Intel chief apologizes for "erroneous" answer on NSA data

Director of National Intelligence James Clapper, in a March 2013 file photo, denied that NSA analysts eavesdrop on Americans' phone calls without "proper legal authorization," but did not say what "proper legal authorization" might be. Getty Images

Updated 6:15 p.m. ET

WASHINGTON National Intelligence Director James Clapper is apologizing for telling Congress earlier this year that the National Security Agency does not collect data on millions of Americans.

Clapper was asked during a hearing in March by Sen. Ron Wyden, an Oregon Democrat on the Intelligence Committee, if the NSA gathered "any type of data at all on millions or hundreds of millions of Americans."

At first, Clapper answered definitively: "No."

Pressed by Wyden, Clapper changed his answer. "Not wittingly," he said. "There are cases where they could inadvertently perhaps collect, but not wittingly."


In a letter to Senate Intelligence Committee Chairwoman Dianne Feinstein, D-Calif., Clapper says his answer was "clearly erroneous."

"My response was clearly erroneous - For which I apologize," Clapper wrote. "While my staff acknowledged the error to Senator Wyden's staff soon after the hearing, I can now openly correct it because the existence of the metadata collection program has been declassified."

Last month, the White House came to Clapper's defense after Wyden blasted the intelligence official for failing to give "straight answers" on the government surveillance of Americans.

President Obama "certainly believes that Director Clapper has been straight and direct in the answers he's given" Congress, White House spokesman Jay Carney said, adding that Clapper has been "aggressive in providing as much information as possible to the American people, to the press."

Wyden spokesman Tom Caiazza said Tuesday that when Wyden staffers contacted Clapper's office shortly after the hearing, his staffers "acknowledged that the statement was inaccurate but refused to correct the public record when given the opportunity."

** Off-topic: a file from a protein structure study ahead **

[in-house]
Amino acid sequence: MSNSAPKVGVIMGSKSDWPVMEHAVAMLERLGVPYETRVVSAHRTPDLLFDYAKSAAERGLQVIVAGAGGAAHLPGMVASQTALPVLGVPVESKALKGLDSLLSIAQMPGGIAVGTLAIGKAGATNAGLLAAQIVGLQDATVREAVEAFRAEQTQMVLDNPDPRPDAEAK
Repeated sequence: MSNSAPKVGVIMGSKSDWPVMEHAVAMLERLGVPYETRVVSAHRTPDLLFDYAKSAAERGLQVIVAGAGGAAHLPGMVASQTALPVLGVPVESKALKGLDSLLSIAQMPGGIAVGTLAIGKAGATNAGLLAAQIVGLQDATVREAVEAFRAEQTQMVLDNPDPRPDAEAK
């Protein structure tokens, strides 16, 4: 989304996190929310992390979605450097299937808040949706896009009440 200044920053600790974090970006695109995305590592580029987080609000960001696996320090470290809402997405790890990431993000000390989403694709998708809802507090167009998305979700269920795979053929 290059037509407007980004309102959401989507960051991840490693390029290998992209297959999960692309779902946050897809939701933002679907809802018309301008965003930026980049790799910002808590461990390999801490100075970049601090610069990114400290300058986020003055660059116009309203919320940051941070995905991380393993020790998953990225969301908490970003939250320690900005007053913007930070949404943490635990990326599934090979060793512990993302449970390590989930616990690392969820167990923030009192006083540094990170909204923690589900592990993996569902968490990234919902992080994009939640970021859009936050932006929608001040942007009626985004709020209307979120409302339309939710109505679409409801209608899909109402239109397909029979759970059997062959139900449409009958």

"Sen. Wyden is deeply troubled by a number of misleading statements senior officials have made about domestic surveillance in the past several years. He will continue pushing for an open and honest debate," Caiazza said.

Leaks by NSA systems analyst Edward Snowden have revealed the NSA's sweeping data collection of U.S. phone records and some Internet traffic every day, though U.S. intelligence officials have said the programs are aimed at targeting foreigners and terrorist suspects overseas.

Snowden is believed to be in a Moscow airport transit area, seeking asylum from one of more than a dozen countries.

Since the revelations, the Obama administration has said the leaks have caused damage to national security, including tipping off al-Qaida and other terrorist groups to specific types of U.S. electronic surveillance.

But under pressure from lawmakers and privacy activists, the administration took the extraordinary step of declassifying many of

the details surrounding the surveillance programs and how they work, to explain to Americans that NSA is not spying directly on them, which would violate its charter.

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